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In C, I have a simple server/client UDP socket programming example. The client sends packets to the server at a high rate, while the server reads each incoming message and sends it back to the client. The client will never read any incoming messages.

Is there any reason to believe that packets sent back to the client will fill up the client's buffer? What actually happens to them if the client doesn't read anything? Will they get dropped instantly?

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closed as not a real question by EJP, Matteo, Praveen Kumar, Luke Girvin, Maerlyn Nov 27 '12 at 17:27

It's difficult to tell what is being asked here. This question is ambiguous, vague, incomplete, overly broad, or rhetorical and cannot be reasonably answered in its current form. For help clarifying this question so that it can be reopened, visit the help center.If this question can be reworded to fit the rules in the help center, please edit the question.

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Why? Why isn't the client reading messages that the server isn't sending? Why is the server sending messages that the client isn't reading? What's the point of doing it wrong? Just hoping the network will behave nicely in the face of your mis-design isn't much of a strategy. –  EJP Nov 27 '12 at 3:29
    
Yo, why did you close my question? It is a perfectly fine one. –  Ricky Robinson Nov 28 '12 at 0:09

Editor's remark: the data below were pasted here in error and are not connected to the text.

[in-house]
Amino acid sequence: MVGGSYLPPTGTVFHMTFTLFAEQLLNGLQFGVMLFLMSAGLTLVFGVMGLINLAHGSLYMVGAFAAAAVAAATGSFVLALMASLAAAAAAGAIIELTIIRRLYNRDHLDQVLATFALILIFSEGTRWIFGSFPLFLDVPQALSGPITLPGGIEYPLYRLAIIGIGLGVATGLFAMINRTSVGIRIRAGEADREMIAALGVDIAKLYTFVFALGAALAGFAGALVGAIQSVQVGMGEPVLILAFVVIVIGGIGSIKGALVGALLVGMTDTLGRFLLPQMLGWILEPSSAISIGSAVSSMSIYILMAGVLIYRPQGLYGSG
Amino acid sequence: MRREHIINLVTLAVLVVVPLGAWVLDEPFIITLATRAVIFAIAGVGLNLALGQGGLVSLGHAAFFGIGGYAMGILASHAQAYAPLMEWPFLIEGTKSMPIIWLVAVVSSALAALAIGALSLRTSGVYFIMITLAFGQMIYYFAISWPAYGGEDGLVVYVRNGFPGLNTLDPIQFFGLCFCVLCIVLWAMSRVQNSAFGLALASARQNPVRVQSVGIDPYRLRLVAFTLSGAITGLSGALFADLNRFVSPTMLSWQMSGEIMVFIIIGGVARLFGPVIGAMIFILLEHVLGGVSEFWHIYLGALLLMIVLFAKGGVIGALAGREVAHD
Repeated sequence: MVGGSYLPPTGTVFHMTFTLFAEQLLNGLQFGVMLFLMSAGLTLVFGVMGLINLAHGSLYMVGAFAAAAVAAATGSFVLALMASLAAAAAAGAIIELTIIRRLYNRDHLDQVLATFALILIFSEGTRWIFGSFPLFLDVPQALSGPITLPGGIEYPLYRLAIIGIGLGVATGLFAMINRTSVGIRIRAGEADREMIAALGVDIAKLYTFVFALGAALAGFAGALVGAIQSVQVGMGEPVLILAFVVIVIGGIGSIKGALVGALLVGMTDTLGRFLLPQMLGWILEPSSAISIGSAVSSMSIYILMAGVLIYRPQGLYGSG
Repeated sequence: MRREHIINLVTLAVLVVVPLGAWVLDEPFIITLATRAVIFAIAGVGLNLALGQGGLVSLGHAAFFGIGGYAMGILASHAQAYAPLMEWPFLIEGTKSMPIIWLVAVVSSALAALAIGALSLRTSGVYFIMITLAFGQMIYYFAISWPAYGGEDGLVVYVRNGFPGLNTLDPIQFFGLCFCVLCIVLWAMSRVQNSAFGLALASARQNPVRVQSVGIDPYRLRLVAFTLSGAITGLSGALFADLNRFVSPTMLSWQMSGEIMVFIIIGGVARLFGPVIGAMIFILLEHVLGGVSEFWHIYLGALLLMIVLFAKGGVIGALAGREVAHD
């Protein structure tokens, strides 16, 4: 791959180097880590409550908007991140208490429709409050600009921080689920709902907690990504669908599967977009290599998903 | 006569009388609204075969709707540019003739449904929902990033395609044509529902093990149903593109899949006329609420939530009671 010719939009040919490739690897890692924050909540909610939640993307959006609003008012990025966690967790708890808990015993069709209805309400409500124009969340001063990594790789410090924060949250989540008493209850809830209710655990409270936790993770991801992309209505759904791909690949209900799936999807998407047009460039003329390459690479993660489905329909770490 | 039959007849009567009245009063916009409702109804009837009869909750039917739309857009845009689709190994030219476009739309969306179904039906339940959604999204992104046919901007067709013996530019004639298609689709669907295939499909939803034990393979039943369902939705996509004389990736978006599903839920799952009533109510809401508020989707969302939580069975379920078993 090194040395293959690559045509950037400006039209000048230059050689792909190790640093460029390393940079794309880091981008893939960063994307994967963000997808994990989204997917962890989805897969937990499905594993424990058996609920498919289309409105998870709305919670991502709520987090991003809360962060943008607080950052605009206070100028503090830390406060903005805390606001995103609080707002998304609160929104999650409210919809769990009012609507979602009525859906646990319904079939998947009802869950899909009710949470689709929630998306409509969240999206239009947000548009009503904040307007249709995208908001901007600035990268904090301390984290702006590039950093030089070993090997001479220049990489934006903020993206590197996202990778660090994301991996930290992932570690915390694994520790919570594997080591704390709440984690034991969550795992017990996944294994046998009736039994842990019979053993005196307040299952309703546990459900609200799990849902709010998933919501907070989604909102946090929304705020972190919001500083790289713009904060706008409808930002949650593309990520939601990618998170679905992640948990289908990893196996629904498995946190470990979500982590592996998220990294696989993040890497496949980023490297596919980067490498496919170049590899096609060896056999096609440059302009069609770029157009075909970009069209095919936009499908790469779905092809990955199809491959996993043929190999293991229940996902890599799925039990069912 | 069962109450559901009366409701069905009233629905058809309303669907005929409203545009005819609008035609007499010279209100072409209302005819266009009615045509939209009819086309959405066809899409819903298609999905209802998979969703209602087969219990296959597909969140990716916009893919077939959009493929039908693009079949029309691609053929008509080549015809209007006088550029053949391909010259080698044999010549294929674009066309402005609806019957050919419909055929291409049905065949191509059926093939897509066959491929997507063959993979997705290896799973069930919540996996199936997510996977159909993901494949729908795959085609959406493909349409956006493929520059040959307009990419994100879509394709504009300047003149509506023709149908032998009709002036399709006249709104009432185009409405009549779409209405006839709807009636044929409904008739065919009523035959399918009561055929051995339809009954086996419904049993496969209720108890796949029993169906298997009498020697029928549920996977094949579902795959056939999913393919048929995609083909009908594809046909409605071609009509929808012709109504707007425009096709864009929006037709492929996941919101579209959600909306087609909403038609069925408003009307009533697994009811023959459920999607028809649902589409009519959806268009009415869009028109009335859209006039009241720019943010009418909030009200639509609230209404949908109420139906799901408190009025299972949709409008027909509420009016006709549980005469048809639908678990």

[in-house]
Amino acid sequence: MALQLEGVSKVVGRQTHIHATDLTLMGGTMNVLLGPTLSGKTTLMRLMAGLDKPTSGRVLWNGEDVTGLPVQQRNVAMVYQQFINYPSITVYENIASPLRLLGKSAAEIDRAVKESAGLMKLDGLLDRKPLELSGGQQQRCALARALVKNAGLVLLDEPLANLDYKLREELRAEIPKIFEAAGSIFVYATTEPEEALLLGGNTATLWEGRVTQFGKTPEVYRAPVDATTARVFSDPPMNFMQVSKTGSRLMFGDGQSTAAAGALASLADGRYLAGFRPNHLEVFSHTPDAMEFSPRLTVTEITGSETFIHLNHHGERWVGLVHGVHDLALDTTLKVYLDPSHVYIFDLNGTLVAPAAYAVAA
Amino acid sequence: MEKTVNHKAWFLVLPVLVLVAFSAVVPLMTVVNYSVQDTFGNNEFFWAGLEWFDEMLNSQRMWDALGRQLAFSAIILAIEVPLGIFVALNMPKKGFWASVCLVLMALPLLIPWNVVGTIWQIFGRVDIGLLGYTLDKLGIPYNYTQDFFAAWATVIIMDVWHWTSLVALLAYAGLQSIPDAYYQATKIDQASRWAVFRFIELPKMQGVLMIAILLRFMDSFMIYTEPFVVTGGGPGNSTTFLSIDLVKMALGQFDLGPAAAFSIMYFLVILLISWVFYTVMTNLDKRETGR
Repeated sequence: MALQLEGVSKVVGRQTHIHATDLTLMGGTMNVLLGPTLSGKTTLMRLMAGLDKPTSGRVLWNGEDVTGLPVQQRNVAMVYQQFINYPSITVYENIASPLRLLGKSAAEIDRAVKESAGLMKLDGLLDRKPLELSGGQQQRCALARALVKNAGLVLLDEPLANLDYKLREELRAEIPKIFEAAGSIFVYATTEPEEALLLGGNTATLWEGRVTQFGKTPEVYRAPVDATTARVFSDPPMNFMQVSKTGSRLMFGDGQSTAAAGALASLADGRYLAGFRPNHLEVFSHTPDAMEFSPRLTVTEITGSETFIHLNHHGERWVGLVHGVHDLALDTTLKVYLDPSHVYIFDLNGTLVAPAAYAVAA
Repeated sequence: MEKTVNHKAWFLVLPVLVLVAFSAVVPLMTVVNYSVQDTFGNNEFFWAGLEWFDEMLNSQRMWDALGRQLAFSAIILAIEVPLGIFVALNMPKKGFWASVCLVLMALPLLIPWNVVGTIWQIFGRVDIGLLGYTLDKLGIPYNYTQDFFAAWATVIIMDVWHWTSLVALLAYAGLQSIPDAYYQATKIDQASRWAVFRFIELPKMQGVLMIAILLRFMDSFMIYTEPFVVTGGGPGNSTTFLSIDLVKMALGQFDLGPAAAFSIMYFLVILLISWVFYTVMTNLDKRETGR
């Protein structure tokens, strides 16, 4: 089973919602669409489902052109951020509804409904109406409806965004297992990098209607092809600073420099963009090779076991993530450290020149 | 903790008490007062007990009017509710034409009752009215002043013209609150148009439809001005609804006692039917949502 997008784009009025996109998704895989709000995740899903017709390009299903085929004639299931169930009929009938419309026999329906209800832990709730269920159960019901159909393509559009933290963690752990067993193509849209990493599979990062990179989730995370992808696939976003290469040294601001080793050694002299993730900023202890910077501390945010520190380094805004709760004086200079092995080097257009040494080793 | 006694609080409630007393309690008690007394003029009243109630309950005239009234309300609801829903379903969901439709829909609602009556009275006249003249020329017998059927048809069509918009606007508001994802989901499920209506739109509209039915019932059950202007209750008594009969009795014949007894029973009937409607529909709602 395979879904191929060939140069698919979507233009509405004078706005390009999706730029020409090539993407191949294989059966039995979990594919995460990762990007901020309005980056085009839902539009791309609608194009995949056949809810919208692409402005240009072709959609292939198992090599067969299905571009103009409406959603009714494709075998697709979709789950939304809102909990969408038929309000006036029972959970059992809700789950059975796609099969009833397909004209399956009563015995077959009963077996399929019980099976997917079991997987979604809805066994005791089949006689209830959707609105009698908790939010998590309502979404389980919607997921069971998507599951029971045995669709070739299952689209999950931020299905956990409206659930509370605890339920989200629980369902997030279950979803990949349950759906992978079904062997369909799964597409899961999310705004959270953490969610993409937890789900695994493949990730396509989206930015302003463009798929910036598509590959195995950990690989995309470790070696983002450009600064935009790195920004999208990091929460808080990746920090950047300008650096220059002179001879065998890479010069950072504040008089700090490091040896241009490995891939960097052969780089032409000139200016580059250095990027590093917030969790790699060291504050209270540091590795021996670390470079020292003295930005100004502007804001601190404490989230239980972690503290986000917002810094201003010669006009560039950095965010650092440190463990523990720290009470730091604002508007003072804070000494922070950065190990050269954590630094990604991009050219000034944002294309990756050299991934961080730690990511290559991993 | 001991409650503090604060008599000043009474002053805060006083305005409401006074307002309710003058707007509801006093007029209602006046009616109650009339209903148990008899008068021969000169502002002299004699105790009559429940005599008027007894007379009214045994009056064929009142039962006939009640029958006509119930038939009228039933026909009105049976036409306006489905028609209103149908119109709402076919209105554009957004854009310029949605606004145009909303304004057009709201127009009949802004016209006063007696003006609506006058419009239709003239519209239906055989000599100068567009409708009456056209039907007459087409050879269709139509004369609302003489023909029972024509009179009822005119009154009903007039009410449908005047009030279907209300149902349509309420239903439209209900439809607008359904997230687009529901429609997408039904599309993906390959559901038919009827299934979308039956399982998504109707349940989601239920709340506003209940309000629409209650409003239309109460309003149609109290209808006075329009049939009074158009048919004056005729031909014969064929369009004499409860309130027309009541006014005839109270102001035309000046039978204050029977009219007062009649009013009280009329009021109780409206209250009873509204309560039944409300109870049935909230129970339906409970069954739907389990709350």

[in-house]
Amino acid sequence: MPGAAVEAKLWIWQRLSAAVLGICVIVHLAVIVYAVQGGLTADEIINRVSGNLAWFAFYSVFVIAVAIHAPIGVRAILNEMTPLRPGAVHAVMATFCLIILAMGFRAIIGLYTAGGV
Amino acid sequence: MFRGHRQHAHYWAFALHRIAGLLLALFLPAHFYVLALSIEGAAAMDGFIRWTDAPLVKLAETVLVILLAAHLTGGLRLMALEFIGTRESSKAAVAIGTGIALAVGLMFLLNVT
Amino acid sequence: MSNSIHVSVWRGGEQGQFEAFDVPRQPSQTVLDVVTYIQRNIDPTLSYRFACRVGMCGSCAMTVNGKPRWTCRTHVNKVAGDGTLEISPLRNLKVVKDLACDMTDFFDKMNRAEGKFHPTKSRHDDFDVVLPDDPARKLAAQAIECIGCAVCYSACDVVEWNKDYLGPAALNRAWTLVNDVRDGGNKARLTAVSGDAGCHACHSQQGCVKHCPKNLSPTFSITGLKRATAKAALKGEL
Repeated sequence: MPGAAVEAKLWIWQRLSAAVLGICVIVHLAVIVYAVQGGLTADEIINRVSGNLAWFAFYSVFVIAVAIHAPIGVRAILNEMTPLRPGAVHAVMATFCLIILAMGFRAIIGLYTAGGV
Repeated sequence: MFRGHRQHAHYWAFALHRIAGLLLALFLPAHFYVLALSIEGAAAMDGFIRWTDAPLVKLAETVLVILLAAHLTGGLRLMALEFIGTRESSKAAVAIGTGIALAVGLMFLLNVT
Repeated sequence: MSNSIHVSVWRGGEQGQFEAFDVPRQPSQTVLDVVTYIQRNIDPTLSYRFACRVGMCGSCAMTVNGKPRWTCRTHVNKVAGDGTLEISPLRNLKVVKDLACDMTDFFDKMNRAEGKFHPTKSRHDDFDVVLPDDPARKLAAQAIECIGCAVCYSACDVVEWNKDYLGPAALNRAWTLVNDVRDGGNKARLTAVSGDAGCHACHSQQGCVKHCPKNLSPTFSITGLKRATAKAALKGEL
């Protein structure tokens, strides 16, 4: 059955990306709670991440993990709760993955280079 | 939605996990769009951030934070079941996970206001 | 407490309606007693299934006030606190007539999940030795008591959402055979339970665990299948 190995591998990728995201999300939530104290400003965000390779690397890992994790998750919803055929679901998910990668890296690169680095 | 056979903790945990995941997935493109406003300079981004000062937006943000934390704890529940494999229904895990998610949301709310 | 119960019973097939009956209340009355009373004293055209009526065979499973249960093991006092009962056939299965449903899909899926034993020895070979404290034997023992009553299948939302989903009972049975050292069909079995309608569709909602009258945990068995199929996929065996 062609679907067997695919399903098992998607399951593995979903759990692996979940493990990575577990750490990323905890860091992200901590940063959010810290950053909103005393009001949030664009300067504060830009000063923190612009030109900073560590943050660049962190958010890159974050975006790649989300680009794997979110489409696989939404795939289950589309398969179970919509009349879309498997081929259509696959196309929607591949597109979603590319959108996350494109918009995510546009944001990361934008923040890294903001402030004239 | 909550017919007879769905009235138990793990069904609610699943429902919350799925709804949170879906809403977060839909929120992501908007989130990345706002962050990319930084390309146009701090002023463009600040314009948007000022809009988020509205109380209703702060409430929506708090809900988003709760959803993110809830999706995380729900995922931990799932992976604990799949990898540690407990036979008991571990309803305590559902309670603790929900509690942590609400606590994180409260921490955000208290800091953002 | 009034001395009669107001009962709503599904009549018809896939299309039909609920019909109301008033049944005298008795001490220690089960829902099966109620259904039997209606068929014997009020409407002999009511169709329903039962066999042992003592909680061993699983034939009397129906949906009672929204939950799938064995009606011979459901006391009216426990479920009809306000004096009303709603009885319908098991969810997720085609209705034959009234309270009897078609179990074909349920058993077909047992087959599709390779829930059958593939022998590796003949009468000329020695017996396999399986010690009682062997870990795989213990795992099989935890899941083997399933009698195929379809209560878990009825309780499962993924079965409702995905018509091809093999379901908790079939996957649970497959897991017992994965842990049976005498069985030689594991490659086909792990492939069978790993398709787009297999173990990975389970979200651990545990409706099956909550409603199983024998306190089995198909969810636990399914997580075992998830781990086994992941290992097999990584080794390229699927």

2 Answers 2

up vote 5 down vote accepted

The kernel will queue the incoming packets up to some limit, which may be controllable on the client by setting the SO_RCVBUF socket option. When the limit is reached, additional packets will be dropped and the kernel may send a Source Quench ICMP message back to the sender. There's no standard way of controlling that on a per-socket basis. If Source Quench messages are sent, you may be able to read them on the server by using the IP_RECVERR socket option.

If you do nothing, then Source Quench messages (if sent) will probably just be ignored, though it is possible that the server's kernel could trigger an error on the sending socket. I'm not aware of any OS that does anything like that, however.

In general, sending data that is unwanted is wasteful and shouldn't be done -- the client packets could contain a single bit telling the server whether the client is expecting a response, thus avoiding the whole issue.

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The kernel will put packets into socket's receive buffer expecting the application to read them. When that buffer fills up the kernel starts dropping new datagrams.

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